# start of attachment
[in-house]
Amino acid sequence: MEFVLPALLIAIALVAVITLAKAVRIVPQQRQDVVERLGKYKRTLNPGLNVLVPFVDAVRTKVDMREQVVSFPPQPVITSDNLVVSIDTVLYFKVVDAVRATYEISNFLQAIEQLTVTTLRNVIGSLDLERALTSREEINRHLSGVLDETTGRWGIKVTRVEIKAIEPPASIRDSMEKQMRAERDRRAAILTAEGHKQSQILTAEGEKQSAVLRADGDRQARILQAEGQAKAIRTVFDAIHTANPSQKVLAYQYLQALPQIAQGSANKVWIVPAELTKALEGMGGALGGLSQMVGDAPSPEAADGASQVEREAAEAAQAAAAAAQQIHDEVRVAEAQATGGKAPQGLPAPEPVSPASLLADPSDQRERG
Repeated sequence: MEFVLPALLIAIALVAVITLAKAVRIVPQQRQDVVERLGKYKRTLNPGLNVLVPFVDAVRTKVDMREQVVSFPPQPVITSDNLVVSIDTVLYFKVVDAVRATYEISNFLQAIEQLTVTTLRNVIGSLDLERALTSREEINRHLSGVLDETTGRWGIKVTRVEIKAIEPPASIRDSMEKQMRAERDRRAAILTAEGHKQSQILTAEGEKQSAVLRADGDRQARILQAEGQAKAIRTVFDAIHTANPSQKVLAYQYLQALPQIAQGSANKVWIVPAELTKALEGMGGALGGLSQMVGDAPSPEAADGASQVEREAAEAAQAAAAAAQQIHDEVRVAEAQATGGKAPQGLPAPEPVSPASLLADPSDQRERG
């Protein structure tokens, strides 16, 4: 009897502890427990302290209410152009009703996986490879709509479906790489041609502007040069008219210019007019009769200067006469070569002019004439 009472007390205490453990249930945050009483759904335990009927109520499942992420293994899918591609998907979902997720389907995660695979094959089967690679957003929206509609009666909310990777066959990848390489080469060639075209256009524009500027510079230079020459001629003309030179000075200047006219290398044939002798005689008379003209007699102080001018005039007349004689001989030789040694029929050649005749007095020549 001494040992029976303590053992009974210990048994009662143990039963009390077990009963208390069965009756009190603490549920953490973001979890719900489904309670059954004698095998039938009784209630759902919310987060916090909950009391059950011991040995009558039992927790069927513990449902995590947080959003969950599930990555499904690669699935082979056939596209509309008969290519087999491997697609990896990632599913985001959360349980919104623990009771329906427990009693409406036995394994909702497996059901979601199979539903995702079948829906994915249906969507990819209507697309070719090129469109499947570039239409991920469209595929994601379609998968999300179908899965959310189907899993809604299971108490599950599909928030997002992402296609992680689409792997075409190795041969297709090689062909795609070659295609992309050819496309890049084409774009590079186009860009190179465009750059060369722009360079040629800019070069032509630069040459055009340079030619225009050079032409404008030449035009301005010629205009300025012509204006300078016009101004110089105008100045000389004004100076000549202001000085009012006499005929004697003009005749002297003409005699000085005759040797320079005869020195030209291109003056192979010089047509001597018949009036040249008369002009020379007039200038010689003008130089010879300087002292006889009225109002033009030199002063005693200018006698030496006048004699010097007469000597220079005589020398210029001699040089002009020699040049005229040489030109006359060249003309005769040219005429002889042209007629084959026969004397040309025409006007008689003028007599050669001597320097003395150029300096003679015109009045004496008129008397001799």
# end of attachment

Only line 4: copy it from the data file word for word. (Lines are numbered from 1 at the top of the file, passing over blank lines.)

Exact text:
């Protein structure tokens, strides 16, 4: 009897502890427990302290209410152009009703996986490879709509479906790489041609502007040069008219210019007019009769200067006469070569002019004439 009472007390205490453990249930945050009483759904335990009927109520499942992420293994899918591609998907979902997720389907995660695979094959089967690679957003929206509609009666909310990777066959990848390489080469060639075209256009524009500027510079230079020459001629003309030179000075200047006219290398044939002798005689008379003209007699102080001018005039007349004689001989030789040694029929050649005749007095020549 001494040992029976303590053992009974210990048994009662143990039963009390077990009963208390069965009756009190603490549920953490973001979890719900489904309670059954004698095998039938009784209630759902919310987060916090909950009391059950011991040995009558039992927790069927513990449902995590947080959003969950599930990555499904690669699935082979056939596209509309008969290519087999491997697609990896990632599913985001959360349980919104623990009771329906427990009693409406036995394994909702497996059901979601199979539903995702079948829906994915249906969507990819209507697309070719090129469109499947570039239409991920469209595929994601379609998968999300179908899965959310189907899993809604299971108490599950599909928030997002992402296609992680689409792997075409190795041969297709090689062909795609070659295609992309050819496309890049084409774009590079186009860009190179465009750059060369722009360079040629800019070069032509630069040459055009340079030619225009050079032409404008030449035009301005010629205009300025012509204006300078016009101004110089105008100045000389004004100076000549202001000085009012006499005929004697003009005749002297003409005699000085005759040797320079005869020195030209291109003056192979010089047509001597018949009036040249008369002009020379007039200038010689003008130089010879300087002292006889009225109002033009030199002063005693200018006698030496006048004699010097007469000597220079005589020398210029001699040089002009020699040049005229040489030109006359060249003309005769040219005429002889042209007629084959026969004397040309025409006007008689003028007599050669001597320097003395150029300096003679015109009045004496008129008397001799």